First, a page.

Sunday, January 3, 2010

It's Been Too Long.

December 24th - Christmas Eve

Coming home from my aunt and uncle's in Ft. Worth seemed like a good idea at the time. It was snowing and there was a possiblity for ice, but it was only 4:30 and not yet dark. Uncle Bill scraped any ice or snow off my car, my sister and I got in, turned the heater on and hit the road. The first two corners I slipped slightly, but the neighborhood streets are always the worst and least traveled. Getting on the highway was ok at first. I just needed to get home, 30 minutes away, probably closer to an hour in this weather, and then I could let little Edward outside and fix dinner. The onramp to I-35W had other ideas.

Let me tell you Oklahoman's don't know how to drive in snow and ice and Texans are even worse. They don't seem to understand that if you stop on ice you are probably not going to get going again until it thaws. So I'm just about to the peak of the curving slanted incredulously long ramp when the car in front of me slows almost to a hault. I have a nagging feeling I shouldn't be in the left lane so I start to merge into the right. Now some of you might be thinking, 'what the hell was she doing driving that Camaro in the snow?' Well it's my daily driver, the big hunk of beautifully curved metal in my life and it's weight seemed like an advantage at the time. What I wasn't thinking about was that all the weight is in the front of the car. The trunk and back end isn't nearly as heavy. So when the car in front of my decided that stopping was a good idea right before I was able to change lanes, the back wheels didn't get any traction. In one of those, 'I can't believe this is happening to me' moments, Astrid is slowly inching sideways with any pressure put on the gas petal.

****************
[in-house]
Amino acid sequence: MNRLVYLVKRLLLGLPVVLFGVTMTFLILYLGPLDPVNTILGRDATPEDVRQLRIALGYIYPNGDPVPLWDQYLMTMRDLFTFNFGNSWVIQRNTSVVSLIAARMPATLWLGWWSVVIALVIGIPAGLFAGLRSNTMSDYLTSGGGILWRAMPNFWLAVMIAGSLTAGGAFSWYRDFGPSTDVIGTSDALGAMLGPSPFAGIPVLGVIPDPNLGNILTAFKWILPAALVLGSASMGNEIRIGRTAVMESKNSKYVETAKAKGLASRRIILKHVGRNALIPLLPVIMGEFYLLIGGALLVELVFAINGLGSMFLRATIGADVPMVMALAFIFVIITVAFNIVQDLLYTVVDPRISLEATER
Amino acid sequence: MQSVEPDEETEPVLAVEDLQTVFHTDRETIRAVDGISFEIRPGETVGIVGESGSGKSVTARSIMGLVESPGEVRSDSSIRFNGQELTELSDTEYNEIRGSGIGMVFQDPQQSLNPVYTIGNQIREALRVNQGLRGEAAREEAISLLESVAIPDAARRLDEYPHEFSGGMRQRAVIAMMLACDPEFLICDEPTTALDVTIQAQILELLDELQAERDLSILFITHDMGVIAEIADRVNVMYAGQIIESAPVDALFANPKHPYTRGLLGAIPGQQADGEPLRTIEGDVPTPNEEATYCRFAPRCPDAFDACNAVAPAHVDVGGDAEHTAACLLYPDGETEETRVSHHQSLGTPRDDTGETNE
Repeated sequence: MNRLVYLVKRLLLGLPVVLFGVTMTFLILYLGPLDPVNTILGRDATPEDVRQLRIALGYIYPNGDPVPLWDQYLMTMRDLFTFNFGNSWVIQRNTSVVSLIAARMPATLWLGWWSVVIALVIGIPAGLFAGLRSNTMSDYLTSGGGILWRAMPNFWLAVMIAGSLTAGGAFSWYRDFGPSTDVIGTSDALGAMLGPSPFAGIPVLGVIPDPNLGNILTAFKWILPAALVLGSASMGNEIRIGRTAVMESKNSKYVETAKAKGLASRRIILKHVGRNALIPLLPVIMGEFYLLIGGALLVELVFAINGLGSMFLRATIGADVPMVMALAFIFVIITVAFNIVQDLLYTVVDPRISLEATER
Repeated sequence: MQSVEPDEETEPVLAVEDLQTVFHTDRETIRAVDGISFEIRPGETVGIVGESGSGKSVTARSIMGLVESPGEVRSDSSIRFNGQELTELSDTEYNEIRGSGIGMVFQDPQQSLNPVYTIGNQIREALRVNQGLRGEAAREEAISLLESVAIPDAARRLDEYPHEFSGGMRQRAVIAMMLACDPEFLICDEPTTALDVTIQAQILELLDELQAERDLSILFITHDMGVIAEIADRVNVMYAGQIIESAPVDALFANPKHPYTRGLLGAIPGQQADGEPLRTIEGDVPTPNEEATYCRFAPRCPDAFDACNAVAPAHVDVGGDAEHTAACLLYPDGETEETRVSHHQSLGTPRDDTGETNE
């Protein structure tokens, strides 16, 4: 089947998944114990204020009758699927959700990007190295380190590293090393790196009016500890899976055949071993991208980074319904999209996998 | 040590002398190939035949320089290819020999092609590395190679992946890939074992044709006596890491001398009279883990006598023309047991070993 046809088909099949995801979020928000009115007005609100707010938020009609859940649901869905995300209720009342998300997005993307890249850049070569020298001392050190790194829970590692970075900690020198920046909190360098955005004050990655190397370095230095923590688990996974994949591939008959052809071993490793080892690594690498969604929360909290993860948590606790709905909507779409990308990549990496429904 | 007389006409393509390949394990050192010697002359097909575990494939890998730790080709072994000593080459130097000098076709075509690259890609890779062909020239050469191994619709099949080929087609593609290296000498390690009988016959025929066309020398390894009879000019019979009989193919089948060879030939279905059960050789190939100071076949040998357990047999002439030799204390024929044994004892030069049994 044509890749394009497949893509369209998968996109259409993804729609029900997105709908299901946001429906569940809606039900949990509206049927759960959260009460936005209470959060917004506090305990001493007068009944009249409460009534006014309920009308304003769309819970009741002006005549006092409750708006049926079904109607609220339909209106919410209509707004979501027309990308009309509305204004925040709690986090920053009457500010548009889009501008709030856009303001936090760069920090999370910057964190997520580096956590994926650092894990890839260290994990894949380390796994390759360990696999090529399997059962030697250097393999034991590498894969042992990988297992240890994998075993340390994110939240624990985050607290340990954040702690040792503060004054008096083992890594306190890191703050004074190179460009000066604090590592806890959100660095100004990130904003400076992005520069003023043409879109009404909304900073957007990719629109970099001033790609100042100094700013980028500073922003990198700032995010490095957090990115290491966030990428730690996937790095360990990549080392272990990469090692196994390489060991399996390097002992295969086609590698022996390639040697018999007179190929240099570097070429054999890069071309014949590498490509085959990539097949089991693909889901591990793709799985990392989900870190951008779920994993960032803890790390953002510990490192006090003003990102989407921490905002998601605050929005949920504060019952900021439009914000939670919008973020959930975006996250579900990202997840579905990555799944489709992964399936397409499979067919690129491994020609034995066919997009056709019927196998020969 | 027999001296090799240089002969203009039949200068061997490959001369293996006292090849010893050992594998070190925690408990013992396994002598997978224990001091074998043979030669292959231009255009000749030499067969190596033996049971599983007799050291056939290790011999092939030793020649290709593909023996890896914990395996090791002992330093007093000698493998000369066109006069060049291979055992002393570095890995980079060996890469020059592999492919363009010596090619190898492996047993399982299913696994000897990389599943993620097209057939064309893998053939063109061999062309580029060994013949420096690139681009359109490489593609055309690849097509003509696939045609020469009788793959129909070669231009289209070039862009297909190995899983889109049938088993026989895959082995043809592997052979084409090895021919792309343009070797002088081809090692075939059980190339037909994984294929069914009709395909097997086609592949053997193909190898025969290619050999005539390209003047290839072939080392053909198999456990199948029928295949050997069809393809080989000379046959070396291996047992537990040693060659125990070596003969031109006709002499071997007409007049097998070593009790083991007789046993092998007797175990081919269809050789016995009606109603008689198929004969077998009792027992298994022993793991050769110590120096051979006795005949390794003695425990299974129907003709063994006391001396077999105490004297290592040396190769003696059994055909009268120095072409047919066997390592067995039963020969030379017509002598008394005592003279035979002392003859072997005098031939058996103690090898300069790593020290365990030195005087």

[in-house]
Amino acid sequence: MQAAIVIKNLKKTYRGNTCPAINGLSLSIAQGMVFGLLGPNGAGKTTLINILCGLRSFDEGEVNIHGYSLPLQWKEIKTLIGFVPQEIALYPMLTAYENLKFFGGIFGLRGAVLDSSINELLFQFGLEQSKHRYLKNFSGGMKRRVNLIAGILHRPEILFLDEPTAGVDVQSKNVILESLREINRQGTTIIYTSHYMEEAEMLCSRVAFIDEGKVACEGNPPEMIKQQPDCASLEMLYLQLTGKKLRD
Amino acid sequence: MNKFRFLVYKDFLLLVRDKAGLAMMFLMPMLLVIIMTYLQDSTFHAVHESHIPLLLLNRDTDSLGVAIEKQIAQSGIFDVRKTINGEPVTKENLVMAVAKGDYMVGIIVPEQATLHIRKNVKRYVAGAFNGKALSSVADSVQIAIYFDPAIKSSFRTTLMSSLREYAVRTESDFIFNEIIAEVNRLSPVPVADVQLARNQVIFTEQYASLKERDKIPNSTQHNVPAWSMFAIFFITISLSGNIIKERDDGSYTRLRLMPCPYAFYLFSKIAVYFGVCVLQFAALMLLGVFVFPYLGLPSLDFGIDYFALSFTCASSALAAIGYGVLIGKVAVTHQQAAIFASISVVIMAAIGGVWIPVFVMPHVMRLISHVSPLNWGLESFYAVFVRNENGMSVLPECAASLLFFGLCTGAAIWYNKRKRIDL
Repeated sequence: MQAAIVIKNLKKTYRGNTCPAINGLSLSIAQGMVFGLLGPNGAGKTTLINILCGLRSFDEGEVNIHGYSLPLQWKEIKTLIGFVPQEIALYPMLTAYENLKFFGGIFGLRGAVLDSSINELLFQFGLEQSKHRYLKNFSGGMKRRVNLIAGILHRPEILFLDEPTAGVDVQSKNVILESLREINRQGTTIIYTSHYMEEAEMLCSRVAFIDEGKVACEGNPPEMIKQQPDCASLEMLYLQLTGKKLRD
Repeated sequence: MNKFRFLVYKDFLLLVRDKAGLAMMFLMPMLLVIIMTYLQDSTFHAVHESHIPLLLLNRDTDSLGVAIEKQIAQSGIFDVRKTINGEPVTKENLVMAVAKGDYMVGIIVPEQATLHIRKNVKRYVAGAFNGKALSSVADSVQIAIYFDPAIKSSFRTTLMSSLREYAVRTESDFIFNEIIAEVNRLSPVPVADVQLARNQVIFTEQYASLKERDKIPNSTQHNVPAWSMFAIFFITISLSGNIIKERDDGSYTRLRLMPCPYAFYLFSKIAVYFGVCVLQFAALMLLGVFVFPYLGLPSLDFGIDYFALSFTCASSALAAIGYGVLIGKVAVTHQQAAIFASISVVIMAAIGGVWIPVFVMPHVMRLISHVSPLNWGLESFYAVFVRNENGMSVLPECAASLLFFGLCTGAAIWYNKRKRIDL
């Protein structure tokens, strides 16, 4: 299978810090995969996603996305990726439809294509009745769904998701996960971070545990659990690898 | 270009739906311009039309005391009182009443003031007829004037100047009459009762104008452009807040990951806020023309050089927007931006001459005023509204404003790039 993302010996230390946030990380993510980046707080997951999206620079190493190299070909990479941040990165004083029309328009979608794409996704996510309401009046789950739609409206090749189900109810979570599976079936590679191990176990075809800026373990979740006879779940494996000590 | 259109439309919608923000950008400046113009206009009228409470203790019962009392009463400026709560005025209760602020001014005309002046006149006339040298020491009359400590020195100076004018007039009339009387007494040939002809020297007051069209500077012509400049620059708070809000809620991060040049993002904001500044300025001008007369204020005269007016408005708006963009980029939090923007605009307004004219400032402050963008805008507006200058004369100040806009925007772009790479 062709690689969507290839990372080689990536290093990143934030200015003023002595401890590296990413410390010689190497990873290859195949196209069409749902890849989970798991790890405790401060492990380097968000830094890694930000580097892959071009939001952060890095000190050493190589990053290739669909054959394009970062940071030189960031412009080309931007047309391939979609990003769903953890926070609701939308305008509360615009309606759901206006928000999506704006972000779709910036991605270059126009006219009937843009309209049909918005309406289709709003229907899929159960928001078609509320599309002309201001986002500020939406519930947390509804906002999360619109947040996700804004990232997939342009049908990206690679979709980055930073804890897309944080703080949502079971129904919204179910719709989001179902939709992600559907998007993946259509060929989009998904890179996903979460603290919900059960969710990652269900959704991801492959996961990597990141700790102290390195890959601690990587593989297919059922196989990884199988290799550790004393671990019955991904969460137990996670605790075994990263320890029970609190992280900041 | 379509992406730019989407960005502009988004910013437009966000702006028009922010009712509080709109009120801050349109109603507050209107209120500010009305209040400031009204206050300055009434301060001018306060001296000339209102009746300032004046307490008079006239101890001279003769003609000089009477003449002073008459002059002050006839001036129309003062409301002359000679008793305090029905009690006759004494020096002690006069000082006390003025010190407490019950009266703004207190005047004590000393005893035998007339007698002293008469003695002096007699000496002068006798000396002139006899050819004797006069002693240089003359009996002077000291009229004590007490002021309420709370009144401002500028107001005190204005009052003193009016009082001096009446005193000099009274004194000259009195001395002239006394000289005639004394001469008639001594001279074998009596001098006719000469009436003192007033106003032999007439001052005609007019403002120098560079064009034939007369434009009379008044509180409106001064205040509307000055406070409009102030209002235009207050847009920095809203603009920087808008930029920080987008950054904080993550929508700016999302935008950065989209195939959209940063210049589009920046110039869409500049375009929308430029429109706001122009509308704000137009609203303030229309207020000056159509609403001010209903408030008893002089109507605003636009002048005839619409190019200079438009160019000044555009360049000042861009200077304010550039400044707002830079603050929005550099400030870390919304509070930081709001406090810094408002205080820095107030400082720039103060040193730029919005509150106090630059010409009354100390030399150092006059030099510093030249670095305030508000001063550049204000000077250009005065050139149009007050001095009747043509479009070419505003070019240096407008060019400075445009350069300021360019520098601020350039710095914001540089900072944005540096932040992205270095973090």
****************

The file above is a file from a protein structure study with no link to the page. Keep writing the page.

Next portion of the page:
Looking in the rear view mirror, we're not the only ones that have spun out. After the small line of cars behind us have passed, a new tiny little black sports car is now parallel to us, sitting horizontal on the bridge about 50 yards back, a long line of angry Texan cars trying to edge around it. The man in the huge olive green H-5 Hummer ignores my sister's plea for help, rolls his window up and continues down the icy road, while a few people are out of their vehicles helping the tiny sports car. A young sandy haired man rolls the window down to his white pick-up insisting that he promises to continue down the bridge but then come back and help us. After a terrifying probably 10 minutes of sitting on the ice bridge trying to figure out what to do, here comes our new sandy haired friend walking up the curve back towards us. The little black sports car is actually moving, comes to a hault behind us and gets out to help push, knowing the now all to familiar feeling of not wanting to have to hike home. Meanwhile my sister has Papa on the phone talking possibilities of a tow truck and walking down the highway from the direction in which we came to recruit more men salivating at the possibility of helping two stranded 20-something girls stuck in a '71 muscle car.